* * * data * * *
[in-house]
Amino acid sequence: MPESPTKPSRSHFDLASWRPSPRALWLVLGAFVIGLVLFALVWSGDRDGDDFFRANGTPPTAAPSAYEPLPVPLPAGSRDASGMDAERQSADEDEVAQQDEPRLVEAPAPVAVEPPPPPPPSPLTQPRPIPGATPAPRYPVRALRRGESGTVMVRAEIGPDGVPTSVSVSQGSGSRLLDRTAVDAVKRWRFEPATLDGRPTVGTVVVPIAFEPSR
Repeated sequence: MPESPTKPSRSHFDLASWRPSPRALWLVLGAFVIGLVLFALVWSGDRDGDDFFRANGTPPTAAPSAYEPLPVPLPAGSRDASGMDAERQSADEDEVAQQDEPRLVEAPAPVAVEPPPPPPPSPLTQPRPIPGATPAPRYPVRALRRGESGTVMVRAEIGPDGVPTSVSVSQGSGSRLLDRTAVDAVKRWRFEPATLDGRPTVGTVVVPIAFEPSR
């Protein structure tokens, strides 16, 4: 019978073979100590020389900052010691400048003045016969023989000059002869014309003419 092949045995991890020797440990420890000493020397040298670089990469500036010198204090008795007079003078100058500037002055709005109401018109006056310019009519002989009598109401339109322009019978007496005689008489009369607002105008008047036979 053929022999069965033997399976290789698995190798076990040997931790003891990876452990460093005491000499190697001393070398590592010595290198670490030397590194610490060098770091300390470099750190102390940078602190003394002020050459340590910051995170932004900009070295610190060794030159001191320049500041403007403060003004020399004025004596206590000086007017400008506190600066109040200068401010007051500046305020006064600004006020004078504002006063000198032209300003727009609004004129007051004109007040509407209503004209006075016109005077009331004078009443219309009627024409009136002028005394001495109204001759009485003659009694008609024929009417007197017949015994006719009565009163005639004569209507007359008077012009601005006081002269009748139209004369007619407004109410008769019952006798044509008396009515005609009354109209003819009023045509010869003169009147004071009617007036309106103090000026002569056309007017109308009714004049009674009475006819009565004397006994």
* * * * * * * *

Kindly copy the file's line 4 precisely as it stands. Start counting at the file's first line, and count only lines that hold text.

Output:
């Protein structure tokens, strides 16, 4: 019978073979100590020389900052010691400048003045016969023989000059002869014309003419 092949045995991890020797440990420890000493020397040298670089990469500036010198204090008795007079003078100058500037002055709005109401018109006056310019009519002989009598109401339109322009019978007496005689008489009369607002105008008047036979 053929022999069965033997399976290789698995190798076990040997931790003891990876452990460093005491000499190697001393070398590592010595290198670490030397590194610490060098770091300390470099750190102390940078602190003394002020050459340590910051995170932004900009070295610190060794030159001191320049500041403007403060003004020399004025004596206590000086007017400008506190600066109040200068401010007051500046305020006064600004006020004078504002006063000198032209300003727009609004004129007051004109007040509407209503004209006075016109005077009331004078009443219309009627024409009136002028005394001495109204001759009485003659009694008609024929009417007197017949015994006719009565009163005639004569209507007359008077012009601005006081002269009748139209004369007619407004109410008769019952006798044509008396009515005609009354109209003819009023045509010869003169009147004071009617007036309106103090000026002569056309007017109308009714004049009674009475006819009565004397006994």